Parker is his TA, and she's responsible for mailing out the journals to the adults who graduated ten years ago. When she's sorting through them, she finds the journal of golden girl Julianna Farnetti, who went missing with her boyfriend during their senior year. There was a car accident, an icy river, and the bodies were never recovered. Their loss has shrouded the town ever since. The journal is sealed, but Parker is torn on what to do. She could mail it on to Julianna's parents, she could give it back to her teacher to decide... or she could open it and read Julianna's final words.
When she decides to open it, Parker takes a step toward doing the wild thing. She's drawn to Julianna's story - someone who seemed to have it all but whose words reveal secrets, internal conflict and doubt about all aspects of her life. Those thoughts cause Parker to question the accident from all those years ago. And so begins the mystery driving this novel. What really happened to Julianna and Shane on that night ten years ago? It's not really a mystery in the traditional sense. It's a quiet book that focuses more on feelings and reflection than on action or suspense. I think that tone worked perfectly in this book and really strengthened the coming-of-age aspect of this book.
From the realistic friendship to the sweet hints at romance, I really enjoyed several aspects of Golden. I was intrigued by the mystery, caught up in Parker's personal growth and charmed by the poetry. In a word, I'd describe Golden as lovely. It is absolutely a book that has "a beauty that appeals to the heart or mind as well as to the eye" (Dictionary.com). It's not just a pretty story with memorable characters. It's a thoughtful reflection with so much heart.
For me, it was a study in making choices out of fear. Whether it's fear of the future or fear of disappointing someone, there are so many things that can hold you back in life. But saddest of all is when YOU are the person who holds yourself back. When the limitations on your life are there because of choices you've made or even ones you've been too afraid to make. That's what struck me the most in Golden: choices. The ones you make. The ones you avoid. The ones you regret. The ones you cherish. And the ones that change your life forever.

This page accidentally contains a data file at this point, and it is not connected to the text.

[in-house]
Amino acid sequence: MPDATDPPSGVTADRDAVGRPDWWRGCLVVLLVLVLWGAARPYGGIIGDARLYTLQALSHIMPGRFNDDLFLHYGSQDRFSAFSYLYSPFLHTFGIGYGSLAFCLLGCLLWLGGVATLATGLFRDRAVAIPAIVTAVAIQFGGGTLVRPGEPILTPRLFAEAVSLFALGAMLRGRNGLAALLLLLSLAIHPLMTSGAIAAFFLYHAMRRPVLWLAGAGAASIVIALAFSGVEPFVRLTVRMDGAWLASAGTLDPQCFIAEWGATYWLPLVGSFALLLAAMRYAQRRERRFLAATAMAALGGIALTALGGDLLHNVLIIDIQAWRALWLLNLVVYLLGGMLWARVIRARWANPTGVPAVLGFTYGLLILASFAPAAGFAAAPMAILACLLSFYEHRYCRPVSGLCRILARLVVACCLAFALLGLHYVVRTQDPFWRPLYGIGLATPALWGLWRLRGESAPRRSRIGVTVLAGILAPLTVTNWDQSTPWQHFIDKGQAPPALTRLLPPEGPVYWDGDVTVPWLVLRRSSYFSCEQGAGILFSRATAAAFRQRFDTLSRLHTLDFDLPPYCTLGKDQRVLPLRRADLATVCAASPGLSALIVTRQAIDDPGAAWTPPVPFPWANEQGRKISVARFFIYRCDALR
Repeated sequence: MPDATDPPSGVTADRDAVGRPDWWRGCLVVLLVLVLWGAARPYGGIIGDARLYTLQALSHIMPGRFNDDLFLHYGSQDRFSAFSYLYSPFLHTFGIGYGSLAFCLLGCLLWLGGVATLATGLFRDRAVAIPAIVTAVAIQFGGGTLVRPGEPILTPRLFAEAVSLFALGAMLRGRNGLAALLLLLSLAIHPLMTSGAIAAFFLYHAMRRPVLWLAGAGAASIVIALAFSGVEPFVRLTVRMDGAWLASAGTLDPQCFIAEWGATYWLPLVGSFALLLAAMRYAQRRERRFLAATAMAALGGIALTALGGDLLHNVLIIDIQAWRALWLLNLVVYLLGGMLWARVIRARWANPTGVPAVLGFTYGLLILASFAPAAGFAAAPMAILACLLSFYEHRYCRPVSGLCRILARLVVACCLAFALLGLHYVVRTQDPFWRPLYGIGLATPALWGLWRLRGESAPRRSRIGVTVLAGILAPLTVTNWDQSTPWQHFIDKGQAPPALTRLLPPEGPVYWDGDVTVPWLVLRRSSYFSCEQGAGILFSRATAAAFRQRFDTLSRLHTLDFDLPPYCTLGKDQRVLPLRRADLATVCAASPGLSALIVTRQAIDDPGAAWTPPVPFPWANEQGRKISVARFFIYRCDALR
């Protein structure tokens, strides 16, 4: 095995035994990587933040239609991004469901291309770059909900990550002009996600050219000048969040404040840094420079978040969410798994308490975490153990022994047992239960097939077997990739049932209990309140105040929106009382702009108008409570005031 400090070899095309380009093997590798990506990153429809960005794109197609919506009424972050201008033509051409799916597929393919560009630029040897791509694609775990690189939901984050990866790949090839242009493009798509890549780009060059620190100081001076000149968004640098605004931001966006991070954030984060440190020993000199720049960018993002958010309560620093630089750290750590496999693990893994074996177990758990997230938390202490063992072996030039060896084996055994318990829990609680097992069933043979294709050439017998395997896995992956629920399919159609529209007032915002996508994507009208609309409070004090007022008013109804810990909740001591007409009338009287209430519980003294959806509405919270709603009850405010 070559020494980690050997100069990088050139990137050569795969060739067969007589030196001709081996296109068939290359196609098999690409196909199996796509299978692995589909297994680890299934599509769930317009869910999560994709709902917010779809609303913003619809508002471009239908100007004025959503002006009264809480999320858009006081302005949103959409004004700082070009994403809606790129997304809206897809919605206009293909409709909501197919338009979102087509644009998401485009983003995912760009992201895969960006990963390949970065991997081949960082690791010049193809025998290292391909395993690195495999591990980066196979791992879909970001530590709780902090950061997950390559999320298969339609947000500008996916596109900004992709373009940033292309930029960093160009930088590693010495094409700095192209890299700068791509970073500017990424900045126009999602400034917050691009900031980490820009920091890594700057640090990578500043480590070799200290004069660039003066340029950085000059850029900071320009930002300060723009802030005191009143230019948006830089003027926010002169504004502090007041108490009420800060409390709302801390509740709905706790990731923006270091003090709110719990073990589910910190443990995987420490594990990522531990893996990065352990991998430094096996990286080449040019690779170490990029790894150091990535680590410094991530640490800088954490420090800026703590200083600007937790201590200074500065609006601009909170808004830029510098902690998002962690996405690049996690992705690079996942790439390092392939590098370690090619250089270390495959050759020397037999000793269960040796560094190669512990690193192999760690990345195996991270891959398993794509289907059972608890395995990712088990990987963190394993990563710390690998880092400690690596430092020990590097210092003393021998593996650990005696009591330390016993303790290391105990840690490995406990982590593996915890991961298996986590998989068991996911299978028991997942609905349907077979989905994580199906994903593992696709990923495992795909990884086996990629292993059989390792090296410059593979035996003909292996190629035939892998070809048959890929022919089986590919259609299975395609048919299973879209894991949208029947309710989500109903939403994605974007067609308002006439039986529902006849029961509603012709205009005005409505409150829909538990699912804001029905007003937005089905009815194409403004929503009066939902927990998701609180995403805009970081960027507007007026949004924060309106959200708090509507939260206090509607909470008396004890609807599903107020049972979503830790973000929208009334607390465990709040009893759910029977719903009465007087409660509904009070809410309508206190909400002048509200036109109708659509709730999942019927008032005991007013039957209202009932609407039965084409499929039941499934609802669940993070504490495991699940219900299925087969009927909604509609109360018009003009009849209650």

I actually wouldn't rave about this book, and it probably won't make my list of absolute favorite reads of 2013. I really enjoyed it, but I was disappointed by certain aspects of the storyline that I felt were too vague, too convenient or perhaps not fleshed out enough. I'd expected the ending to pack more of a punch, so I felt slightly deflated when it didn't. However, it did make me stop, pause and reflect. I connected personally to Parker's growth and to some of the themes, so I did love it in that respect.
So, this is a unique review where I tell you that I loved this book even though I didn't love everything about the story. It's one of those rare times where the magic of what Kirby explores was meaningful to me and made the book more personal. I wish there'd been just a little bit more toward the end, but I still found Golden emotional and memorable.
"But as much as we wish it were different, the truth is, our worlds are sometimes balanced on choices we make and the secrets we keep."